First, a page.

An Update to How the Open Philanthropy Project is Thinking About Grant Check-Ins

In this post, “we” refers to Good Ventures and the Open Philanthropy Project, who work as partners.

The Open Philanthropy Project’s mission is to give as effectively as we can and share our findings openly so that anyone can build on our work. When we first started making grants, we tended to assume that would mean conducting and publishing in-depth reviews of the performance of each grant. But as our first grants have wound down, we’ve spent more time evaluating and reflecting on the work we’ve done so far, and have developed a new framework to guide our approach to grant check-ins.

One lesson we’ve learned is that our hits-based approach to giving substantially limits the benefits from a frame that focuses on grantee “accountability” per se. Many philanthropists require that their grantees provide detailed programmatic and financial reporting to demonstrate that funds were spent exactly as intended, and when we started making grants, we assumed this might be valuable for our giving as well. However, we have found limited value using this approach. Given the inherent riskiness of hits-based giving, we have found that closely tracking the performance of each individual grant isn't very informative, and accordingly, we don’t plan on conducting or publishing the level of individual grant follow-up that we had initially anticipated.

Instead, we are generally performing relatively light check-ins, and internally report “updates, lessons, and impact” from each.

The goal of a check-in: updates, lessons, impact

We hope and expect to be more effective philanthropists 10 years from now than we are today, and we need to learn a lot to get there.

In addition to the investigation we conduct before we make any particular grant, we also try to learn from grants as they’re in progress, and afterward, by checking in with grantees. Generally, check-ins consist of informal phone calls between a grantee and an Open Philanthropy staff member about every six months to discuss what’s been working, what challenges have arisen, and what next steps the grantee plans to pursue for their project. What we learn from these conversations about a grant’s execution and results plays a central part in our thinking about whether and to what extent to renew grants, and also informs other grantmaking in a given focus area and across the organization as a whole.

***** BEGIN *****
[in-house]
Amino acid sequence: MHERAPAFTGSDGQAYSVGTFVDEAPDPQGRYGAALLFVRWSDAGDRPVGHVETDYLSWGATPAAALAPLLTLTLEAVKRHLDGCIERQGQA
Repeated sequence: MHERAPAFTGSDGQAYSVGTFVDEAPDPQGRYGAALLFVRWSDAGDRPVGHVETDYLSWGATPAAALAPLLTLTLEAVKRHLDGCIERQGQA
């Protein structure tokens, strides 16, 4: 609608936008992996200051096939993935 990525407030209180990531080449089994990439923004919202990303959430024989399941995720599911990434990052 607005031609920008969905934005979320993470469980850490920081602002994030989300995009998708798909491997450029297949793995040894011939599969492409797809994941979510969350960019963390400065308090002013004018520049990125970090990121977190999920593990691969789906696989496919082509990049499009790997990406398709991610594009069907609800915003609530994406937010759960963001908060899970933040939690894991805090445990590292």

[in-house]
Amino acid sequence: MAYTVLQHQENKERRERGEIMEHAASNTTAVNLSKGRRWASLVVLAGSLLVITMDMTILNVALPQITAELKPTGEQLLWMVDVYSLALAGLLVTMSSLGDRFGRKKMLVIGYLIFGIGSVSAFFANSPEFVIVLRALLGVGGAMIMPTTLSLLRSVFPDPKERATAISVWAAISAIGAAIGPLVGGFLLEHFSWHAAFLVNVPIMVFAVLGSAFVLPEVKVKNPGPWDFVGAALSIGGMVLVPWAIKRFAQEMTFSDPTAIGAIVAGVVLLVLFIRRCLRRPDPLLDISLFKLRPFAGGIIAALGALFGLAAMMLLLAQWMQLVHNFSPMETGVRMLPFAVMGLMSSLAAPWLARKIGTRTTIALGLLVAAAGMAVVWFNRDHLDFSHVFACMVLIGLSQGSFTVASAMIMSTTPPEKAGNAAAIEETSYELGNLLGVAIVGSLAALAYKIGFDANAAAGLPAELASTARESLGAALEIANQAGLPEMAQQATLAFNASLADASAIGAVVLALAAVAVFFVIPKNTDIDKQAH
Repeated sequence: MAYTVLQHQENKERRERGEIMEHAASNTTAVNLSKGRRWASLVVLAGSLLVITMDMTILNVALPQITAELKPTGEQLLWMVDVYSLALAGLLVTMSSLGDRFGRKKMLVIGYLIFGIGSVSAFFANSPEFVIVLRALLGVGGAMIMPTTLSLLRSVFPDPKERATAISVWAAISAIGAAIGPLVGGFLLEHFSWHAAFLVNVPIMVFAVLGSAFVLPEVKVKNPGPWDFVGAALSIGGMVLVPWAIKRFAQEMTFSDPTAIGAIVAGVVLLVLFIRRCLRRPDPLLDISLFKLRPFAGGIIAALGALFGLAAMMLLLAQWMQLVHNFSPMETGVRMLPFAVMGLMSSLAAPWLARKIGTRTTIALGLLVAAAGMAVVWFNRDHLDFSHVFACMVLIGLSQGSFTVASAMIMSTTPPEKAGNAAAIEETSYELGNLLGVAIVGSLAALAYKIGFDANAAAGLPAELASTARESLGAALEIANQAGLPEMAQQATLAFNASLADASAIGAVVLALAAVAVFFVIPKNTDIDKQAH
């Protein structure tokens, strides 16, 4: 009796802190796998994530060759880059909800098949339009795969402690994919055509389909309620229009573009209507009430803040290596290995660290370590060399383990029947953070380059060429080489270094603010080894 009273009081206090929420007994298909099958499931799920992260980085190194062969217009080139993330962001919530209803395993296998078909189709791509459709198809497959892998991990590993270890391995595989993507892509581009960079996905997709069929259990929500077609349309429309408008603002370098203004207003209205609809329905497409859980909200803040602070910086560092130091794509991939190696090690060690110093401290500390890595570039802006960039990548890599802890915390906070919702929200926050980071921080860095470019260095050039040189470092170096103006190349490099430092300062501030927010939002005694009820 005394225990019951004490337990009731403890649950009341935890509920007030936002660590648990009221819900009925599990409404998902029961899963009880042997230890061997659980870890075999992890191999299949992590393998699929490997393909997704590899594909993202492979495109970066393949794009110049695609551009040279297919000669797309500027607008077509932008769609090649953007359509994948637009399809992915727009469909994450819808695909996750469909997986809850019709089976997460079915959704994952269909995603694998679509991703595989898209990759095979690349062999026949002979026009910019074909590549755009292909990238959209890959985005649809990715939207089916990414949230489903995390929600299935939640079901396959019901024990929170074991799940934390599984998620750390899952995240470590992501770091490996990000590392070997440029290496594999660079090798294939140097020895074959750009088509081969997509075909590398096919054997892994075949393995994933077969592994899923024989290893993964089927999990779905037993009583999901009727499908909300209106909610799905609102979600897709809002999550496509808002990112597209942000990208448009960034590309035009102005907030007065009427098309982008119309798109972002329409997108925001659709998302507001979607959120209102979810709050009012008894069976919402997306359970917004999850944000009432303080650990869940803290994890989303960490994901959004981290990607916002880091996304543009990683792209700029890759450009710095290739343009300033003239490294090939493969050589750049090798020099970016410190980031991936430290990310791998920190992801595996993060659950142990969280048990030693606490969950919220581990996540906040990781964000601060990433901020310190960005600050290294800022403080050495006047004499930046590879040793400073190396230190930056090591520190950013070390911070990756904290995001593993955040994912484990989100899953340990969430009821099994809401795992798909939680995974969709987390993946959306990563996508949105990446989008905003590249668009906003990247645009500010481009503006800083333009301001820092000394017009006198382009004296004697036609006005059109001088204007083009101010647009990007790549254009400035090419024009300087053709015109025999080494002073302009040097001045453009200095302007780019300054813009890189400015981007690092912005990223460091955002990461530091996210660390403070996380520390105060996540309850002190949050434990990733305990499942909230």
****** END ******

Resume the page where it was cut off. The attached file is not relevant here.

We focus our check-ins on gleaning updates, lessons, and impact:

  • Updates are new developments that either lower or raise our expectations for how much impact a grant will have, relative to where our expectations were at the time the grant was made. Because we usually are uncertain whether objectives will be achieved, if a grant meets its objectives, this is generally considered a “positive update.” The point of marking updates is to keep track of how everything is going and not necessarily to self-examine every time something goes more poorly than had been expected.
  • A lesson learned is an update an investigator makes to their model of how to give as well as possible. These lessons could be at the programmatic level or a broader lesson about philanthropy. Lessons will be much rarer than positive and negative updates. We have a lot of known uncertainty when we make grants, and if a grant with a 50% chance of working didn’t work, that shouldn’t necessarily make us think differently about the world or how to give. We expect that most grants will not yield lessons, even when there are notable positive or negative updates.
  • Impact means a grant has made the world better (or worse). Rather than tracking incremental progress (e.g. the release of a paper, hiring to fill a position, positive news coverage) that would count as an “update,” “impact” should be limited to major milestones that we are reasonably confident created good in the world, at least in expectation. When feasible, we try to quantify impact in terms of appropriate units: for example,“dollars of value added to society”; “years of suffering reduced, adjusted for species and intensity of suffering”; or “percentage point change in the likelihood of a global catastrophic risk in the next 50 years.”

Grant check-ins in practice, and our evolving approach

Early on, we tended to expect that we’d be doing intensive, holistic evaluations of each grant (examples of statements along these lines are here, here, here, here and here), and as the first grants from the earliest days of Open Phil wind down, a few have yielded particularly clear updates, lessons, and impact for us to learn from: